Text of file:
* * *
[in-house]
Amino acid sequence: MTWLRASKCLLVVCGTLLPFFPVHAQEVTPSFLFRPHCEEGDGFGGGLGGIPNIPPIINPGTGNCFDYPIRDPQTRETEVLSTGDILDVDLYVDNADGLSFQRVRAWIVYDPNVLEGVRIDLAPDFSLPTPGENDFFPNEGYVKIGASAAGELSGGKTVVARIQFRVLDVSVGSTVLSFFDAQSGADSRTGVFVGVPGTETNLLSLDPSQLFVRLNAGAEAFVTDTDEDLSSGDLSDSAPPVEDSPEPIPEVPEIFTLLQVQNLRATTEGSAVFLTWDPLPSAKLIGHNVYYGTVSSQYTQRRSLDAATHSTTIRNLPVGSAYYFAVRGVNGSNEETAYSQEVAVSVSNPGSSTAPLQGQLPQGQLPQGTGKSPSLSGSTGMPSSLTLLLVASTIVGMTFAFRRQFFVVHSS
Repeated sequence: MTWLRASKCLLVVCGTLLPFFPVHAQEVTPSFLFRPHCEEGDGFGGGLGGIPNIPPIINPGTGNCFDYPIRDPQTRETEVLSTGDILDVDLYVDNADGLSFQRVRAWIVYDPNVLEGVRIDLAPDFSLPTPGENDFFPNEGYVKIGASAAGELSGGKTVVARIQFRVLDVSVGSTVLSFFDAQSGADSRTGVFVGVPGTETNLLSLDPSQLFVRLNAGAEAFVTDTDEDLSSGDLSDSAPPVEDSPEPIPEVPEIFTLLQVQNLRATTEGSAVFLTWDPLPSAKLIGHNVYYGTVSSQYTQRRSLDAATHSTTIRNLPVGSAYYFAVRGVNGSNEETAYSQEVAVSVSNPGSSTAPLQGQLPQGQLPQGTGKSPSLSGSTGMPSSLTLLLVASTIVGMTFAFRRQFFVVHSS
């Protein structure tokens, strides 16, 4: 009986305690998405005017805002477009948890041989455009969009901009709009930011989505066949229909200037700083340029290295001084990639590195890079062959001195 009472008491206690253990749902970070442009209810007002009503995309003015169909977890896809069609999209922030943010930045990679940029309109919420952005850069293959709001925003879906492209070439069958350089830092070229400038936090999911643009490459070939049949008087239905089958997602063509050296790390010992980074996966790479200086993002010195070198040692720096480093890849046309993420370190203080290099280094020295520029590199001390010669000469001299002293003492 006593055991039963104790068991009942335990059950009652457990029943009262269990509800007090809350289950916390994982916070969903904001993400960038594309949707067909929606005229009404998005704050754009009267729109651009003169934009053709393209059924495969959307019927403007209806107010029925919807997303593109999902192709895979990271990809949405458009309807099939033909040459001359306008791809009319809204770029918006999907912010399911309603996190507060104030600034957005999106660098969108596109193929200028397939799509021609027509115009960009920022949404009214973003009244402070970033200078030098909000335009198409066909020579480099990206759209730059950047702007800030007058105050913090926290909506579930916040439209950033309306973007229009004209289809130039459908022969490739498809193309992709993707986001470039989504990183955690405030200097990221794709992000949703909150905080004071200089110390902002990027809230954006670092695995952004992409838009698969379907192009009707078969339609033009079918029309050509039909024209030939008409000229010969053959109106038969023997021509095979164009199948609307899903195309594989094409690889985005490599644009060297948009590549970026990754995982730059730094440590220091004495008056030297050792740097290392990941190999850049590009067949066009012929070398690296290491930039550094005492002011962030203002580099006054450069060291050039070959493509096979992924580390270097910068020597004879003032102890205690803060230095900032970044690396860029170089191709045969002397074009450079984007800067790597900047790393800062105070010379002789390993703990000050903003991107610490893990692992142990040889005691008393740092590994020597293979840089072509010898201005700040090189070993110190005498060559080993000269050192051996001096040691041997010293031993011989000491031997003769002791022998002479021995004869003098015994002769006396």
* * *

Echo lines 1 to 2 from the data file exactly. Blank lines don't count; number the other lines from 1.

[in-house]
Amino acid sequence: MTWLRASKCLLVVCGTLLPFFPVHAQEVTPSFLFRPHCEEGDGFGGGLGGIPNIPPIINPGTGNCFDYPIRDPQTRETEVLSTGDILDVDLYVDNADGLSFQRVRAWIVYDPNVLEGVRIDLAPDFSLPTPGENDFFPNEGYVKIGASAAGELSGGKTVVARIQFRVLDVSVGSTVLSFFDAQSGADSRTGVFVGVPGTETNLLSLDPSQLFVRLNAGAEAFVTDTDEDLSSGDLSDSAPPVEDSPEPIPEVPEIFTLLQVQNLRATTEGSAVFLTWDPLPSAKLIGHNVYYGTVSSQYTQRRSLDAATHSTTIRNLPVGSAYYFAVRGVNGSNEETAYSQEVAVSVSNPGSSTAPLQGQLPQGQLPQGTGKSPSLSGSTGMPSSLTLLLVASTIVGMTFAFRRQFFVVHSS